Allegany Communications Sports

The consensus at the barber shop was it’s nothing personal; in fact, it’s a matter of great respect. But we’re tired of seeing the Golden State Warriors in the NBA Finals. And there’s a very good reason for that – the Warriors have won three of the past seven NBA championships. They’re really good.

There is absolutely nothing to dislike about Golden State, because nearly all of the elements that were there when the world began to like and admire the Warriors are still in place: head coach Steve Kerr, Steph Curry, Klay Thompson, Draymond Green …

What’s not to like?

It’s just the feeling at the shop was it’s time for the Boston Celtics, an entirely new batch of Boston Celtics led by Jayson Tatum, Jaylen Brown, Marcus Smart (if he’s healthy … big if) and Al Horford, to win the title this time.

The Finals begin tonight at 9 o’clock and it should be one of the better championship series of recent vintage. On top of that, the respective franchises’ standing in history will be in play as well.

The Celtics have won championships in five different decades for 17 total, needing one here to break a tie with the Lakers for most in NBA history. The Warriors have won six titles and need one here to break a tie with the Chicago Bulls for third all-time.

(The Warriors won two titles when they were the Philadelphia Warriors and fell to the Celtics in the 1964 final when they were known as the San Francisco Warriors.)

This time around, it will be the Warriors who have the experience and the history in the NBA Finals as well as the home-court advantage, although the Celtics have certainly shown their mettle for the road, having won three of the four games in Miami to take the Eastern Conference title.

Essentially, the core of the Warriors, beginning with their coach, will be in their sixth Finals in the last eight seasons. The Celtics on the other hand, do not have a single player (nor head coach Ime Udoka) on their roster who has ever been in a Finals.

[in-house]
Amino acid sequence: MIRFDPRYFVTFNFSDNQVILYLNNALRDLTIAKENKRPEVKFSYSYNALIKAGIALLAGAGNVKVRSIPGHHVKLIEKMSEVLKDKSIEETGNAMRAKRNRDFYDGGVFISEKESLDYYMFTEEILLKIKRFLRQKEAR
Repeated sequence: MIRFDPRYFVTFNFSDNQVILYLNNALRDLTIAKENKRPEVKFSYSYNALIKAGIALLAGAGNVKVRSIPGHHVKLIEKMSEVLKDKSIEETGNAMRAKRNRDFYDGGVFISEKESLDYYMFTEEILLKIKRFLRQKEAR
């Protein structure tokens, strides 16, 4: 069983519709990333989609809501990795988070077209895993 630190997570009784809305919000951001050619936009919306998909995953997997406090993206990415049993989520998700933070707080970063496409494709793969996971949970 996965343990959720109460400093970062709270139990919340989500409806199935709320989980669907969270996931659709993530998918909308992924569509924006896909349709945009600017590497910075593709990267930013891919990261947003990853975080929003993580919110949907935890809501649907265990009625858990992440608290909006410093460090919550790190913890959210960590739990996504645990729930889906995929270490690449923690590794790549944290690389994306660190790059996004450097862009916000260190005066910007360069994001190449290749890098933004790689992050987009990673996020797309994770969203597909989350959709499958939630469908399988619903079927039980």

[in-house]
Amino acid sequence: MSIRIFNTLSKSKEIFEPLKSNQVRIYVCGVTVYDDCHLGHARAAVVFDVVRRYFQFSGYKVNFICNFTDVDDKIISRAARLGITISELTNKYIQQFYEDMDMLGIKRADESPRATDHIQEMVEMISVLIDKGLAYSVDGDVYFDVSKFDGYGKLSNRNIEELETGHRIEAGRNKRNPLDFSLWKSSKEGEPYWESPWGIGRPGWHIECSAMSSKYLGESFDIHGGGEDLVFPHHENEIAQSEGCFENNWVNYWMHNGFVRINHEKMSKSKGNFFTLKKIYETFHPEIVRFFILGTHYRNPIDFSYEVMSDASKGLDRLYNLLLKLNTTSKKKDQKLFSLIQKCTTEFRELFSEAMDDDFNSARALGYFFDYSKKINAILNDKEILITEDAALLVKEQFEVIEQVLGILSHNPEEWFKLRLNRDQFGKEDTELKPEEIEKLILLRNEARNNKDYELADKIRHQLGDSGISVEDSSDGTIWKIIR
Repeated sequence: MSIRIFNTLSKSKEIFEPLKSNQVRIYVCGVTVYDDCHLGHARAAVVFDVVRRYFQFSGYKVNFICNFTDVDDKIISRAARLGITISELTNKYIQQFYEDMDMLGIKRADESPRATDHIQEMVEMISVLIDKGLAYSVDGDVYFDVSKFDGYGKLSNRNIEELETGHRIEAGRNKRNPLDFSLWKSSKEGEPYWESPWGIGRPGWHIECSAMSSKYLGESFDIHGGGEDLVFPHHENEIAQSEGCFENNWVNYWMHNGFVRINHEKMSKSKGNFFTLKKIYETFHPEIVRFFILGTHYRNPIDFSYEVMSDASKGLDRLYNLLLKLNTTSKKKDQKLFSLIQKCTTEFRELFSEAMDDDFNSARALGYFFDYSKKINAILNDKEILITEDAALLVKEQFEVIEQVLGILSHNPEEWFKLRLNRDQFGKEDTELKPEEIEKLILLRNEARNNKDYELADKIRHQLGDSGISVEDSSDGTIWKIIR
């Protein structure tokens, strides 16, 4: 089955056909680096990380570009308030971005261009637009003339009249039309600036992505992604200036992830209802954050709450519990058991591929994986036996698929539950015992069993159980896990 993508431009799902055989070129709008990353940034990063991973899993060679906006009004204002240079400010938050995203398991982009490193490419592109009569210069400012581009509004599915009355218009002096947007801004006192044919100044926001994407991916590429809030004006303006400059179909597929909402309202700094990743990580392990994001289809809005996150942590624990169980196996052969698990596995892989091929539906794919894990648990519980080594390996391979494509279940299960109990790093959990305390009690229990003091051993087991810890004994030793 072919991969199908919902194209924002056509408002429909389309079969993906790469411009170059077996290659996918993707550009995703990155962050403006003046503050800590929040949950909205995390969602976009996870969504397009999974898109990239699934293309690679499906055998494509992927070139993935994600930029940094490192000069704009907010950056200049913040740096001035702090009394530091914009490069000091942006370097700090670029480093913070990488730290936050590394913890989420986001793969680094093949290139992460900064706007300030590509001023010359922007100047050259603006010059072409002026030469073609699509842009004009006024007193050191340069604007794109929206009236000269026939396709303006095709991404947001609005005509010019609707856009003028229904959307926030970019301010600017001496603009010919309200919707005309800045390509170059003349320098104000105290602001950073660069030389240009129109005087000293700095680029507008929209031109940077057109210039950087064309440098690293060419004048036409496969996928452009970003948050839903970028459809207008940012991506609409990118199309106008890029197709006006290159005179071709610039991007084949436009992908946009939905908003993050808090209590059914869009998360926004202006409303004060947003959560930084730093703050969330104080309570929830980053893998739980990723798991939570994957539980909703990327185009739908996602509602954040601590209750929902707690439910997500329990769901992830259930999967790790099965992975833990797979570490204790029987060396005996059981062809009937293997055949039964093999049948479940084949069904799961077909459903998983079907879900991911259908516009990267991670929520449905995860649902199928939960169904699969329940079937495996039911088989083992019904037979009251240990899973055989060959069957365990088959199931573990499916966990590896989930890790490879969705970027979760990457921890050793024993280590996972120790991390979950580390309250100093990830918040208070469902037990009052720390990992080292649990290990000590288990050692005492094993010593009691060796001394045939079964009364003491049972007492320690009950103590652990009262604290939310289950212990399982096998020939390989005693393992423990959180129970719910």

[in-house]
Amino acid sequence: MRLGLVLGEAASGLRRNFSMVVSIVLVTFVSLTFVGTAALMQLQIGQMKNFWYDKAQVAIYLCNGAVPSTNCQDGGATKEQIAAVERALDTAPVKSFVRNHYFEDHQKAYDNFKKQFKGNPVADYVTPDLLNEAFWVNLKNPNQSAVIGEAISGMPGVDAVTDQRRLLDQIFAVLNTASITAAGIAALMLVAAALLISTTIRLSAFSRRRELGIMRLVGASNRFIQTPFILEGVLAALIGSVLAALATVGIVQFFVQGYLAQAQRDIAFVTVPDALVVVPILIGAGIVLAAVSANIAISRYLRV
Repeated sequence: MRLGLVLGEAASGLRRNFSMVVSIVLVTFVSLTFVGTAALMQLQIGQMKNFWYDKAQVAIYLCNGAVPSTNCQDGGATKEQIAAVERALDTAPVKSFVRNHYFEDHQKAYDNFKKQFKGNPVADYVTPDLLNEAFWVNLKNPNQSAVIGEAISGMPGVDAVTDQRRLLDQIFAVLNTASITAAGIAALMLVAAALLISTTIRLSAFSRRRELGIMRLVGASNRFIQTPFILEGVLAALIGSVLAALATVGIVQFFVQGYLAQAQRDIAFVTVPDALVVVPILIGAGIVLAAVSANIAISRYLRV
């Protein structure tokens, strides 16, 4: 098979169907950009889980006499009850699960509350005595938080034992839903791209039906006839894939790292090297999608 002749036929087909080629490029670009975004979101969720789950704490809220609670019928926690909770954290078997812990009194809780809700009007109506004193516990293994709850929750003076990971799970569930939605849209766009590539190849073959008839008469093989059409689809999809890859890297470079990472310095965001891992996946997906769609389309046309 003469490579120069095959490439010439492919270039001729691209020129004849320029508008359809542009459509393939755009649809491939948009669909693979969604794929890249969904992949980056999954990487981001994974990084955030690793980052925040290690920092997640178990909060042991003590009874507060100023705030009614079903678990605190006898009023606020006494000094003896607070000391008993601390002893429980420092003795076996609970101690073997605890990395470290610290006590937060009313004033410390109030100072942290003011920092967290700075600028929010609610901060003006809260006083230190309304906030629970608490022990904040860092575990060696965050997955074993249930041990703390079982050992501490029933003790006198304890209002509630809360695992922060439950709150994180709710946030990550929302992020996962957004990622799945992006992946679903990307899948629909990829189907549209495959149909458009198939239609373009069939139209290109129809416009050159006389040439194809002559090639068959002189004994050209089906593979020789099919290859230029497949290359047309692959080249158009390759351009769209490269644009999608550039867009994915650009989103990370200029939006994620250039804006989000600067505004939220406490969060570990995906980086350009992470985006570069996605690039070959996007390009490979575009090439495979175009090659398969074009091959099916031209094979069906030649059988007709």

Just something about this Celtics team, though. Again, they won three games on the road to reach the Finals. They swept a stack-the-deck Brooklyn Nets team in the first round and knocked off defending NBA champion Milwaukee to reach the conference finals.

This is Golden State, though, who makes its history by running defending teams to death with constant motion and back-cuts on each possession.

The Celtics and the Warriors were the top two defensive teams in the league during the regular season, but the margin between them was not very much, which is the most basic reason why this should be an outstanding Finals.

Both teams have great players, headlined by Curry and Tatum. But there is much more to both teams besides the two most visible stars. The biggest difference seems to be the Warriors have done it before (a lot) and the Celtics have never been there before – at least not in their lifetimes.

Green for the Warriors, and/or Horford for the Celtics could be the difference-maker. Green has been around enough and has proven himself enough to make this choice easy money. But don’t sell Horford short. He does all of the dirty and intangible work that Green does; he’s just never had the opportunity to do it on this stage.

Other difference-makers (aside from the team that clearly proves itself to be the better team) could be major intangibles such as the health of Smart and Robert Williams for the Celtics and the improved health of a number of injured players for the Warriors, who could make their depth an even more superior matchup for them.

The feeling here is Curry is actually going to be the difference-maker because it’s just so clearly obvious going in. No need to reinvent the wheel, right?

Jayson Tatum is obvious as well, but not to the degree that Curry is. Tatum will play big, but for the Celtics to win this, it’s got to be Jaylen Brown who plays freaky lights out.

And don’t sell the Boston crowd short, either. It ain’t the old Boston Garden, but Celtics fans have proven themselves to be true difference-makers in NBA Finals. They have a longer history of this than any city in NBA history and they are a throaty and vicious bunch; they are …

The heart says Celtics. The barbershop says Celtics. Both eye tests say Warriors.

Mike Burke writes about sports and other stuff for Allegany Communications. He began covering sports for the Prince George’s Sentinel in 1981 and joined the Cumberland Times-News sports staff in 1984, serving as sports editor for over 30 years. Contact him at [email protected] and [email protected]. Follow him on Twitter @MikeBurkeMDT